Pentagon Less Dependent on China Rare Earths, Report SaysTony Capaccio and Larry Liebert
China’s virtual monopoly on rare earth elements used in high-technology applications has been loosened, decreasing the risk that supplies to U.S. defense contractors could be disrupted, according to the Pentagon’s latest assessment of the nation’s industrial base.
“Global market forces are leading to positive changes in rare earth supply chains, and a sufficient supply of most of these materials likely will be available to the defense industrial base,” said the Pentagon report by Elana Broitman, the Defense Department’s top official on the U.S. industrial base. “Prices for most rare earth oxides and metals have declined approximately 60 percent from their peaks in the summer of 2011.”
Rare earths are 17 chemically similar elements used in products from Apple Inc.’s iPads and hybrid-electric cars to smart bombs and Tomahawk cruise missiles made by Raytheon Co.
“An increase in supply of material from outside of China” and the substitution of other substances have reduced reliance on China since 2011, when it controlled 95 percent of the world’s supply and imposed export restrictions, said the report, which was sent to Congress last week.
Congress in 2011 required the Pentagon to examine the use of rare earth materials in defense applications, determine if non-U.S. supplies might be disrupted, and suggest ways to ensure long-term availability, as well as secure an assured source of supply by 2015.
The Defense Department is “conducting research in cooperation with a domestic producer to develop an economic and environmentally superior process for producing rare earth metals,” according to the report, which said that defense requirements generally are a small percentage of demand for the materials.
“These conclusions are wishful thinking, not a defense strategy,” Jeff Green, president of J.A. Green & Co. in Washington, who represents miners and users of the elements, said in an e-mailed statement.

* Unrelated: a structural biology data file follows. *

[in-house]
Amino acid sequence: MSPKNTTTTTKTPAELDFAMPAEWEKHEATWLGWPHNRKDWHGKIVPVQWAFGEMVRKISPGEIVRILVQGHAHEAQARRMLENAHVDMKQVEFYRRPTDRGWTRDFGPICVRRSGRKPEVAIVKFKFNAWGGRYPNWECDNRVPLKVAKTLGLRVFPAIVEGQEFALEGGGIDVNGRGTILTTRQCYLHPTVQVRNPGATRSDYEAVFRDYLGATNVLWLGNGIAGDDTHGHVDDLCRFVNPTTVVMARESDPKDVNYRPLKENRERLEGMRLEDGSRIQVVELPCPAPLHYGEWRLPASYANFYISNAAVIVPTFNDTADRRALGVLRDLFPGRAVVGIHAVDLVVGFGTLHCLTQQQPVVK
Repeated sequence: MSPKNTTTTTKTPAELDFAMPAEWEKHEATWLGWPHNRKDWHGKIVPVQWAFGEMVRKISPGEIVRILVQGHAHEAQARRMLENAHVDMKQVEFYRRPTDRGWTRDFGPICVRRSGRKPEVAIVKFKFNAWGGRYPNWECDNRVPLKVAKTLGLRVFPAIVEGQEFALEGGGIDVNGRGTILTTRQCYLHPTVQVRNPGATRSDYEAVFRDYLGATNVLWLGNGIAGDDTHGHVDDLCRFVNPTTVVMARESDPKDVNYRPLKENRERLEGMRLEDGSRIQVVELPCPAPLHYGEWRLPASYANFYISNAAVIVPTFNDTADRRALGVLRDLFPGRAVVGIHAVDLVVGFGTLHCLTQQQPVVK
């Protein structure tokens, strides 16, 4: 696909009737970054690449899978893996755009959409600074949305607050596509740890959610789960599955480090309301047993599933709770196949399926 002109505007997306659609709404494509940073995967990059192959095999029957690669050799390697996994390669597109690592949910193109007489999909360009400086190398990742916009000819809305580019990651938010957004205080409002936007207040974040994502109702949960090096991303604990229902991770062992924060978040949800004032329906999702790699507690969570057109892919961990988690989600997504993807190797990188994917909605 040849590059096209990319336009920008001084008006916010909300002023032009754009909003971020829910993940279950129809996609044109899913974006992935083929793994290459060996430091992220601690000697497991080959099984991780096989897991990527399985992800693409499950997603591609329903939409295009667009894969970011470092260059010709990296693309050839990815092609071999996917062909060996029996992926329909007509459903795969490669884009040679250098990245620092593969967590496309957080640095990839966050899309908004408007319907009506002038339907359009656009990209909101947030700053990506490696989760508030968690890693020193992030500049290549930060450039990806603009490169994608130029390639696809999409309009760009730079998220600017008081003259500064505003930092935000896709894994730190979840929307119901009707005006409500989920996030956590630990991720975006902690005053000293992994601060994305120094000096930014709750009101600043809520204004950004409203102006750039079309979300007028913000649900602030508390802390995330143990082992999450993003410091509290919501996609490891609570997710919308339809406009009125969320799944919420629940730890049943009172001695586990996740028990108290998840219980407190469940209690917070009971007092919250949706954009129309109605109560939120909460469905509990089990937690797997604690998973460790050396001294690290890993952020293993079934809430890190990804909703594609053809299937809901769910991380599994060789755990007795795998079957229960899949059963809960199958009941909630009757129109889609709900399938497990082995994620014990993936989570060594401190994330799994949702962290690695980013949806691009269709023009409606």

“We still have no producers of the more defense-critical heavy rare earths, and significant gaps remain in the domestic production of metal, alloy and magnets, all found in our most critical weapons, with no appreciable investment planned to solve the production problem,” he said.
Concerns remain about certain rare earths, according to the Pentagon report, which cited the lack of domestic production of neodymium-iron-boron magnets used in defense programs.
While China has been “the ultimate source” for the rare earth elements needed to make them, the report said, a joint venture between a U.S. producer and Japanese companies “has developed the technology for producing these magnets and is building a facility in Japan.”
Molycorp Inc. is the U.S. partner in that project, according to Jim Sims, spokesman for the company based in Greenwood Village, Colorado. Molycorp mines and processes rare earths at its Mountain Pass plant in California.
Molycorp, which owns the largest rare-earth deposit outside of China, and Sydney-based Lynas Corp. Ltd., which processes rare earths in Malaysia, “are increasing their production so there’s a growing diversity of supply for those rare-earth materials that eventually go into the magnets,” Sims said in an interview.